Myeloablative conditioning is a well-established procedure that precedes hematopoietic stem cell transplantation (HSCT), particularly in pediatric patients. In the period directly following transplantation, several factors may contribute to complications that lead to the activation or damage of endothelial cells, involved in the pathogenesis of vascular endothelial syndromes (VES). However, to date, sufficiently specific and sensitive diagnostic markers for the various forms of VES have not been identified. This was a retrospective single-center study of patients who underwent allogeneic HSCT. For this cohort of patients, parameters including type of engraftment, donor characteristics, and cytokine production were measured and correlated with a high prevalence of short-term complications after HSCT. The aim of this study was to identify specific parameters useful for improving diagnostics and predicting adverse effects in VES. We confirmed that monocyte-predominant engraftment was related to a higher risk for an early transplant-related complication termed sinusoidal obstruction syndrome (SOS). The increased production of specific cytokines, in particular RANTES, represents a marker associated with prevalent engraftment. In addition, patients undergoing prophylaxis with defibrotide had “classical” engraftment, a common cytokine profile and a lower incidence of life-threatening transplant-related complications. The beneficial effect of defibrotide might be a starting point for developing selective prophylaxis for patients with monocyte engraftment to prevent severe early transplant-related complications.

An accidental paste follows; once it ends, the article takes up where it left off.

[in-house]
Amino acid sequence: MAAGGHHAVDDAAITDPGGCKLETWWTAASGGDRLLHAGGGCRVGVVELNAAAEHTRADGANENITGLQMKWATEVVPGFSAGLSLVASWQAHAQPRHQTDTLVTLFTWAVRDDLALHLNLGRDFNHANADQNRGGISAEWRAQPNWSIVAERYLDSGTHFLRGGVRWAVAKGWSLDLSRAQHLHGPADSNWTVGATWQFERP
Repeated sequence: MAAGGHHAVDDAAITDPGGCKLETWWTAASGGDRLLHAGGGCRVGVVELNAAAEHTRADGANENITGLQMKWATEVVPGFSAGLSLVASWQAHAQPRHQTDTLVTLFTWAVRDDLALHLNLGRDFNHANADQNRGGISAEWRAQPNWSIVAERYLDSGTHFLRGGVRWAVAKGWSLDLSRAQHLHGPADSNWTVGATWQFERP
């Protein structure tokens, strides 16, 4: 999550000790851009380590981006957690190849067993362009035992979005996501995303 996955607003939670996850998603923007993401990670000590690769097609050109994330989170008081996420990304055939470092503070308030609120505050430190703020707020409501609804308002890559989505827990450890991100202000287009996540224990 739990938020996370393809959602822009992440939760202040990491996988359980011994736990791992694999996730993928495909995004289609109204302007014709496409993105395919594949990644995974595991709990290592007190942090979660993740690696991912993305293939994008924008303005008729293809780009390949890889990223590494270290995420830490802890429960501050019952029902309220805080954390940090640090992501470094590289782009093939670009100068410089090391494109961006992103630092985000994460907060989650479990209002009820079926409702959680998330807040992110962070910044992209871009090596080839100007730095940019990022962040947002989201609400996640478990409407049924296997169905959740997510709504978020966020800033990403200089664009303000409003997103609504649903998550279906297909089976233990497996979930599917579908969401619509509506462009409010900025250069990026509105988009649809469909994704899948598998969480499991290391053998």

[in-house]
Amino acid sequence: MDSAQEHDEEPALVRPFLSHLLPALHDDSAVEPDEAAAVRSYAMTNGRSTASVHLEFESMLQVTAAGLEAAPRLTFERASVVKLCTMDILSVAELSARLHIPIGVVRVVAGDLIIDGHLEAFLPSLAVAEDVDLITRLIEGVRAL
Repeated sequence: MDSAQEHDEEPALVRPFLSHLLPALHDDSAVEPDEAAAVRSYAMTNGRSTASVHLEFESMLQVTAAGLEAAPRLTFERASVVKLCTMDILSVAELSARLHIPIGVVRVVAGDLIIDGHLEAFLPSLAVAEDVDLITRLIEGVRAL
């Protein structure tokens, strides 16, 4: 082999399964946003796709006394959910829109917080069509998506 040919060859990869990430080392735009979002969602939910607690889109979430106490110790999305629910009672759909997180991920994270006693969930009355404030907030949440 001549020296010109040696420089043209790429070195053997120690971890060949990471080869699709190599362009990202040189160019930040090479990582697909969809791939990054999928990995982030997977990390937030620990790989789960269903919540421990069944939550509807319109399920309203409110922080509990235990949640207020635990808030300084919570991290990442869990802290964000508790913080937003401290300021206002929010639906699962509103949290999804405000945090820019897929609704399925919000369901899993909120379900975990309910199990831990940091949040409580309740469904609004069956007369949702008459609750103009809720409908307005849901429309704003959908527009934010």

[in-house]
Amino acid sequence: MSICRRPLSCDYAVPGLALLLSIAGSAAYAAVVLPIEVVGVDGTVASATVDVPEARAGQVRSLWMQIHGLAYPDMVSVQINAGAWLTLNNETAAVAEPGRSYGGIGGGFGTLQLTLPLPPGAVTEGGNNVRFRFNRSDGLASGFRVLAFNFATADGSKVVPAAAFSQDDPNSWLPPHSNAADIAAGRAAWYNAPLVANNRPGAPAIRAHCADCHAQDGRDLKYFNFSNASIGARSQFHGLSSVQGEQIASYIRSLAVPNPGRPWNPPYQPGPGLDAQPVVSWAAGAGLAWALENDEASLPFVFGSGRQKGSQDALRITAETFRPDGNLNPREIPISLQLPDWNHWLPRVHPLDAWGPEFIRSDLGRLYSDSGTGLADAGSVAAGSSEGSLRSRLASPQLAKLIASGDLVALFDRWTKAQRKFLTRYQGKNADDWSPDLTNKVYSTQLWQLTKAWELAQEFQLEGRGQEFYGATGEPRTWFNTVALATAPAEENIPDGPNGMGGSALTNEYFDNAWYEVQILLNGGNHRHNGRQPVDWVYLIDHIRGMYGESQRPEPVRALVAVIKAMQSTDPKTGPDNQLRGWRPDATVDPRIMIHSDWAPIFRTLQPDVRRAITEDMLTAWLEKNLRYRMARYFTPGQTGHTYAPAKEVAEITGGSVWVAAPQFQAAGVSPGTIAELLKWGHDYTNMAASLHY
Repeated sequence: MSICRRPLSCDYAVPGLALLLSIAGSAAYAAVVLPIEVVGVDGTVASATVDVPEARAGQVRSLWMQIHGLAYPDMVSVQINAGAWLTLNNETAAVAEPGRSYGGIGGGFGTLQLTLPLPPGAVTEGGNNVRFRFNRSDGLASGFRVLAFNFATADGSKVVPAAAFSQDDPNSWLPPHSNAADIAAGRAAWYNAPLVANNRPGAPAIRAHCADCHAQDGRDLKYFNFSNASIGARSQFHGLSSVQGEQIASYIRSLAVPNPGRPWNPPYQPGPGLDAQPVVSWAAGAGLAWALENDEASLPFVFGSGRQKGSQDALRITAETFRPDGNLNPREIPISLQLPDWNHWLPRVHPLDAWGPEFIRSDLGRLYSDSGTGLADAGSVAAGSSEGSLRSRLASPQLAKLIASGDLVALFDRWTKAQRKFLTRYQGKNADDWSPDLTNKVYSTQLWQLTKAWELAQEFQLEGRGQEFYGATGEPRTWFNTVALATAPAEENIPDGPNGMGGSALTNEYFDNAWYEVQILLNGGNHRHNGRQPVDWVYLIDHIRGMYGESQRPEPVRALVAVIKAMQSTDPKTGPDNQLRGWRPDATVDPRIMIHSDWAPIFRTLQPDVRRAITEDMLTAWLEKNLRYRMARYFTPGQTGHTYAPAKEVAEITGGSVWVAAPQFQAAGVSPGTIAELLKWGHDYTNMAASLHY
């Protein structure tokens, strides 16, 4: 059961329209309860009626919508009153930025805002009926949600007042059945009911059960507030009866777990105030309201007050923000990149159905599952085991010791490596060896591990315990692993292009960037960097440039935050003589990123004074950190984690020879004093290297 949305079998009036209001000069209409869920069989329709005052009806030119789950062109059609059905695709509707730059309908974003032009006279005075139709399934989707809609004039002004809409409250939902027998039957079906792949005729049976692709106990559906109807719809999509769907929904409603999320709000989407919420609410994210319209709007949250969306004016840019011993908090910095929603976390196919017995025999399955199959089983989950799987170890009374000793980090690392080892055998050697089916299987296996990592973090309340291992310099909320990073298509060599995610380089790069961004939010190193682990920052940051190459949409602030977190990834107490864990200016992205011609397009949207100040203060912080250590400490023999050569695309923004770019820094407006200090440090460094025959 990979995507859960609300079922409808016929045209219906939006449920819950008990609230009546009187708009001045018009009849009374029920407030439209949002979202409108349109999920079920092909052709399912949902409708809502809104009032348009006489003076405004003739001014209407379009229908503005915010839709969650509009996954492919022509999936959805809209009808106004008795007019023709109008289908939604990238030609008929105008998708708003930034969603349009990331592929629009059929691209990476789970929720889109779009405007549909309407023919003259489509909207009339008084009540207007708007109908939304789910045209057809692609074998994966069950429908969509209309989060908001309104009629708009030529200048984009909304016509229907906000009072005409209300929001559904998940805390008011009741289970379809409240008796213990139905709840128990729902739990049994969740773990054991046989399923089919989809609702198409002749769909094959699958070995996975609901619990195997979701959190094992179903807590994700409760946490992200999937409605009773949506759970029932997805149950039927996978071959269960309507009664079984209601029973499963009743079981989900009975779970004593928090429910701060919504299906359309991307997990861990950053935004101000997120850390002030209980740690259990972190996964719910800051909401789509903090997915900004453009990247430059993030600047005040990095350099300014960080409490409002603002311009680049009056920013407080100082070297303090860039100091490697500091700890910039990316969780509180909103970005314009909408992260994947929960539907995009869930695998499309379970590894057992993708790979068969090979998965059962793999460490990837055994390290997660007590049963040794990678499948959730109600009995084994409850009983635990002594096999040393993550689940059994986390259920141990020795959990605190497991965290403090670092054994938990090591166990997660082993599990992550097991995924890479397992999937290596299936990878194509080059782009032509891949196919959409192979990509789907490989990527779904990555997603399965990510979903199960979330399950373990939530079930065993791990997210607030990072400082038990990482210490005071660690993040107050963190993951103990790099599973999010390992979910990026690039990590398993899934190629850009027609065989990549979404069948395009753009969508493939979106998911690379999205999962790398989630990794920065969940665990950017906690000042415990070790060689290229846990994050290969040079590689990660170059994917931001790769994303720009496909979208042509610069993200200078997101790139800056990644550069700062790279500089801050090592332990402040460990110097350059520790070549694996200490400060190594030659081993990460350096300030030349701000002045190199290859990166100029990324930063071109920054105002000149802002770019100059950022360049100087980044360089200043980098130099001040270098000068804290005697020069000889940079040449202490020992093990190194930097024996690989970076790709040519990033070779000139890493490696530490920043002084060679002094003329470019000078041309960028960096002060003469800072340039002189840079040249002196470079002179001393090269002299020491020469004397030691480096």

- hematopoietic stem cell transplantation
- monocyte-predominant engraftment
- short-term transplant-related complication
ASJC Scopus subject areas
- Radiology Nuclear Medicine and imaging
- Cancer Research